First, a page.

Tag: Religion Trends

Mainline church membership decline continues – but more slowly

Church Growing churches continue to grow and declining churches continue to decline, according to the National Council of Ch urches’ 2011 Yearbook of American & Canadian Churches.

“The direction of membership (growth or decline) remains very stable,” writes the Yearbook’s editor, the Rev. Dr. Eileen Lindner, in the newest edition released this week. “That is, churches which have been increasing in membership in recent years continue to grow and likewise, those churches which have been declining in recent years continue to decline.”

Global Growth of Muslims to Level Off, Report Says

Islam A new report forecasts that the number of Muslims around the world will grow over the next 20 years at twice the rate of non-Muslims, but that the rapid growth will level off.

Amaney A. Jamal, associate professor of politics at Princeton and a consultant on global Islam, said that the report could challenge assertions by some scholars and far-right political parties about future demographic domination by Muslims.

A closer look at reports about the growth of Islam in the UK

Two reports seem to suggest that Islam in the UK is growing faster than anyone realised. The first, published by Faith Matters, looks specifically at conversions to Islam, concluding that between 2001 and 2010 the number of British converts rose from 60,000 to 100,000. Meanwhile, a forthcoming US Pew Forum report estimates that the total number of UK Muslims is 2.9 million (4.6%) compared with 1.6 million (2.8%) in 2001.

Adding Islam to a Latino Identity

Lens, the photography blog of The New York Times, has an interview with Eirini Vourloumis, a freelance photographer who has recently focused on Islamic communities in the United States.

Q: What did you learn as you explored Islam?

A: There is a strong sense of community among Muslims in America and a common responsibility to educate non-Muslims on their religion, mainly focusing on breaking the negative stereotypes. Converts are attracted to this sense of unity and are drawn to the supportive framework.

Q: Why Latino Muslims? Why do you think so many are converting?

A: Many describe disillusionment with the practices of Catholicism and the church establishment. These Latinos are lured by Islam’s simplicity and the Muslim’s independence from a mediating clergy in his or her relationship with God. Converts are seeking a different identity. Islam provides a moral code of conduct in everyday life, providing them with a more regimented and disciplined lifestyle.

See Also: • More Latino women converting to IslamFrom Mexico to MeccaTo be young, Hispanic and MuslimSome Hispanics are ‘reverting’ to Muslim faithOlder generations mourn as young Hispanics turn away from the Catholic Church

Pastors are flocking to Facebook, Twitter

Religious social media use is flourishing, as much in smaller, more conservative worship centers as in the megachurches, says Sarah Pulliam Bailey, online editor of Christianity Today.

Concern that social media media will detract from people gathering for worship together is vanishing, she says.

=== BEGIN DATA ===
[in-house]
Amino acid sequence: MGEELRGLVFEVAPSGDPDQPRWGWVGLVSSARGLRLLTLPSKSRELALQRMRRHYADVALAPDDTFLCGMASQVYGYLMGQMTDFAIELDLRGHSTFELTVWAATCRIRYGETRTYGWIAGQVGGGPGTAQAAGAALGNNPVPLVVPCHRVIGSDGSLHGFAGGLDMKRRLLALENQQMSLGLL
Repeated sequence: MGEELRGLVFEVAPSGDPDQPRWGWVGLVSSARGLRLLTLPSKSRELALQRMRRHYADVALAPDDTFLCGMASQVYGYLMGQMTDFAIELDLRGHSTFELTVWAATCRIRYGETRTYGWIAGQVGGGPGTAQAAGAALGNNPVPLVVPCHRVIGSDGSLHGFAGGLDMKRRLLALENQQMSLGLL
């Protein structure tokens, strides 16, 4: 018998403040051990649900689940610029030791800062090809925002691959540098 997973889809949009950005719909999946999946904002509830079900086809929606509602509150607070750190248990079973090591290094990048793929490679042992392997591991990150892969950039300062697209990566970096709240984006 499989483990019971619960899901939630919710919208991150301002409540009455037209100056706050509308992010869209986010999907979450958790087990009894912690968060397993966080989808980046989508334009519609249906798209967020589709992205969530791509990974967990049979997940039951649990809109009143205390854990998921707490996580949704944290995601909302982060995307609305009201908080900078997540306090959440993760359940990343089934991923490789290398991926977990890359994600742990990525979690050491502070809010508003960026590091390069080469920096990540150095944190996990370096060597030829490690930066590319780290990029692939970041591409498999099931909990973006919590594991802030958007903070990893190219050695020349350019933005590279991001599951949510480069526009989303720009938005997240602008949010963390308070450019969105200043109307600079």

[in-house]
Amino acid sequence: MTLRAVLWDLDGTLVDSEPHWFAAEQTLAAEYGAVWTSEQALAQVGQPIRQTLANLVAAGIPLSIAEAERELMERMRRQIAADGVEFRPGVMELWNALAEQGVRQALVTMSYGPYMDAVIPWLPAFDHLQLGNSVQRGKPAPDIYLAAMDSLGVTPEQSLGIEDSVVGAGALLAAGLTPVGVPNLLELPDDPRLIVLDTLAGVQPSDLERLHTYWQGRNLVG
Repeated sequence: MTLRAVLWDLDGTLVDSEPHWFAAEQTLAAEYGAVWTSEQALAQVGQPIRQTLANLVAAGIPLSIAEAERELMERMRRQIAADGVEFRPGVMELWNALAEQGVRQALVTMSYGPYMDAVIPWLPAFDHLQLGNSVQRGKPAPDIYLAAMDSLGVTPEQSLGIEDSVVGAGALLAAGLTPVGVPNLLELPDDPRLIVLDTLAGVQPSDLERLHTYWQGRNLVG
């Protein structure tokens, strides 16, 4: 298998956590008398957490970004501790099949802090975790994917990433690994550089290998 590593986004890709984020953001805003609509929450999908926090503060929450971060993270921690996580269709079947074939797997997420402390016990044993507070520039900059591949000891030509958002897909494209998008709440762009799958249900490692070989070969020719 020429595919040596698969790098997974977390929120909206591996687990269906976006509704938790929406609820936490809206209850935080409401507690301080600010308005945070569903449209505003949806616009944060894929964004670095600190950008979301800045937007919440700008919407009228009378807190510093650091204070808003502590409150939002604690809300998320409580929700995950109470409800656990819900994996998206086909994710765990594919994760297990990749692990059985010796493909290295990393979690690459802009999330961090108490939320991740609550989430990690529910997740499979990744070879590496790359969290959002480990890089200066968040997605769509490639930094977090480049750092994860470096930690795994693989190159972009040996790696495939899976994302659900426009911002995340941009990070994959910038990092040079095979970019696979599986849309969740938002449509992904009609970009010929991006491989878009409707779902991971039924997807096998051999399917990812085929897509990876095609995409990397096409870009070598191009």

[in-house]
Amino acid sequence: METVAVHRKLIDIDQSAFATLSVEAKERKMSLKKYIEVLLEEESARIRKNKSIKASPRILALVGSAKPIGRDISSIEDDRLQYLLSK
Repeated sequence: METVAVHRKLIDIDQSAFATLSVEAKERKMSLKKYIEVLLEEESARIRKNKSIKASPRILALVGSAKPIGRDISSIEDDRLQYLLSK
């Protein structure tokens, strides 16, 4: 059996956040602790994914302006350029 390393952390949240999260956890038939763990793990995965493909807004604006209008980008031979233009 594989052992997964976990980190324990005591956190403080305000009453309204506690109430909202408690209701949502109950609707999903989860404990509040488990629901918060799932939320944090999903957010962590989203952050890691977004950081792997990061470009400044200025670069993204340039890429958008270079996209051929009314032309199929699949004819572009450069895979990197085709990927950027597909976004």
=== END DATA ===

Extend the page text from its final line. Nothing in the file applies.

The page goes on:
“You have to proceed with caution like anything else,” Baker says. “It’s not Facebook that causes those issues, it’s people.”

Are social media changing religion?

More Protestant churches feel economic pain

A growing number of Protestant congregations have seen their Sunday collections drop this year, according to a survey by LifeWay Research on the economic health of churches. Pastors blame high unemployment and a drop-off in giving by members.

To make ends meet, churches have laid off staff and frozen salaries, put off major capital projects and cut back on programs.

At the same time, more of their congregation members and neighbors are asking for help with basic needs like paying the rent and buying groceries, the study found.

Study: Happiness is having friends at church

Attending religious services regularly and having close friends in the congregation are key to having a happier, more satisfying life, a study finds.

Even attending services irregularly — just several times a year — increases a sense of well-being, so long as there is a circle of friendships within the community and a strong, shared religious identity.

That’s the key finding of a study released today in the December issue of the American Sociological Review.

For the study, Lim and co-author Robert Putnam analyzed data collected during 2006 and 2007 as part of the Faith Matters Study, a nationwide survey of a representative sample of adults.

The survey, examining the various ways that religion affects American society, is the focus of the recently released book American Grace: How Religion Divides and Unites Us by Putnam and David Campbell.

Lord Carey: Christianity being ‘airbrushed’ from society as Christmas is ‘rebranded’

Britain’s Christian culture is under attack as faith is “airbrushed” from society, the former Archbishop of Canterbury, Lord Carey, has warned.

Even Christmas is being “re-branded” as a secular festival because councils, politicians and businesses are “ashamed” of its true religious meaning, he said.

Lord Carey’s remarks came as he launched a national campaign to promote the right of Christians to express their beliefs in public and at work.

But Anglican bishop Nick Baines has rejected claims by some lobby groups and activists that Christians in Britain are being persecuted for their beliefs.

He said that in fact “we’re everywhere” and urged church people not to allow themselves to be fitted into a “hierarchy of victimhood”.

Acknowledging the genuine and terrible persecutions in Christian history and affecting minorities around the world today, the bishop denied that the choices facing Christians in modern plural Britain were in any way comparable.